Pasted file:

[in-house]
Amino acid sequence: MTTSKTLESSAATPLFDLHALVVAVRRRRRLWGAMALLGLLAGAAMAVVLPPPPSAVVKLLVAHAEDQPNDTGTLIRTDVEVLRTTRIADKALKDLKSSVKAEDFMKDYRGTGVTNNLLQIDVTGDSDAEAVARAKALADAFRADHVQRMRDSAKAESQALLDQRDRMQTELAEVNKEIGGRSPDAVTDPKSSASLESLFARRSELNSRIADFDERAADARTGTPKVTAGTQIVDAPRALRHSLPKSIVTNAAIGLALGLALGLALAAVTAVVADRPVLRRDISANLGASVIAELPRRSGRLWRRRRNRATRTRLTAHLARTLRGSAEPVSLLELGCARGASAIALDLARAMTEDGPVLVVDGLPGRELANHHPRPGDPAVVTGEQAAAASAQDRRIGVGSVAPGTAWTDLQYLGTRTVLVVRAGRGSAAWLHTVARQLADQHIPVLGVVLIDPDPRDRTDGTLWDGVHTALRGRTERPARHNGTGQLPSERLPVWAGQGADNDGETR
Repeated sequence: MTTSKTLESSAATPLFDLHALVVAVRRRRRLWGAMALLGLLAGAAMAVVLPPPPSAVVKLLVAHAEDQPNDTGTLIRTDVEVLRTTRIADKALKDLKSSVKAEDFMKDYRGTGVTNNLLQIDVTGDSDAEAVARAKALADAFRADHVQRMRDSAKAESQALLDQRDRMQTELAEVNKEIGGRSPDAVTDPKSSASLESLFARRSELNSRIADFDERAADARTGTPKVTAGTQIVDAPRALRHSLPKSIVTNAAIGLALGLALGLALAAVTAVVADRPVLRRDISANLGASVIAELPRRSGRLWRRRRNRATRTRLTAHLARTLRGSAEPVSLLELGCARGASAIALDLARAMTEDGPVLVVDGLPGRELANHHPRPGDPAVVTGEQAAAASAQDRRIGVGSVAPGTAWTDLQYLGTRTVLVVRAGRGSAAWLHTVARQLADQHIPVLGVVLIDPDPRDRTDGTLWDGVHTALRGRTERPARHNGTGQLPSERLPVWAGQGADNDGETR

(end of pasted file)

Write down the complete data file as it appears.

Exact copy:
[in-house]
Amino acid sequence: MTTSKTLESSAATPLFDLHALVVAVRRRRRLWGAMALLGLLAGAAMAVVLPPPPSAVVKLLVAHAEDQPNDTGTLIRTDVEVLRTTRIADKALKDLKSSVKAEDFMKDYRGTGVTNNLLQIDVTGDSDAEAVARAKALADAFRADHVQRMRDSAKAESQALLDQRDRMQTELAEVNKEIGGRSPDAVTDPKSSASLESLFARRSELNSRIADFDERAADARTGTPKVTAGTQIVDAPRALRHSLPKSIVTNAAIGLALGLALGLALAAVTAVVADRPVLRRDISANLGASVIAELPRRSGRLWRRRRNRATRTRLTAHLARTLRGSAEPVSLLELGCARGASAIALDLARAMTEDGPVLVVDGLPGRELANHHPRPGDPAVVTGEQAAAASAQDRRIGVGSVAPGTAWTDLQYLGTRTVLVVRAGRGSAAWLHTVARQLADQHIPVLGVVLIDPDPRDRTDGTLWDGVHTALRGRTERPARHNGTGQLPSERLPVWAGQGADNDGETR
Repeated sequence: MTTSKTLESSAATPLFDLHALVVAVRRRRRLWGAMALLGLLAGAAMAVVLPPPPSAVVKLLVAHAEDQPNDTGTLIRTDVEVLRTTRIADKALKDLKSSVKAEDFMKDYRGTGVTNNLLQIDVTGDSDAEAVARAKALADAFRADHVQRMRDSAKAESQALLDQRDRMQTELAEVNKEIGGRSPDAVTDPKSSASLESLFARRSELNSRIADFDERAADARTGTPKVTAGTQIVDAPRALRHSLPKSIVTNAAIGLALGLALGLALAAVTAVVADRPVLRRDISANLGASVIAELPRRSGRLWRRRRNRATRTRLTAHLARTLRGSAEPVSLLELGCARGASAIALDLARAMTEDGPVLVVDGLPGRELANHHPRPGDPAVVTGEQAAAASAQDRRIGVGSVAPGTAWTDLQYLGTRTVLVVRAGRGSAAWLHTVARQLADQHIPVLGVVLIDPDPRDRTDGTLWDGVHTALRGRTERPARHNGTGQLPSERLPVWAGQGADNDGETR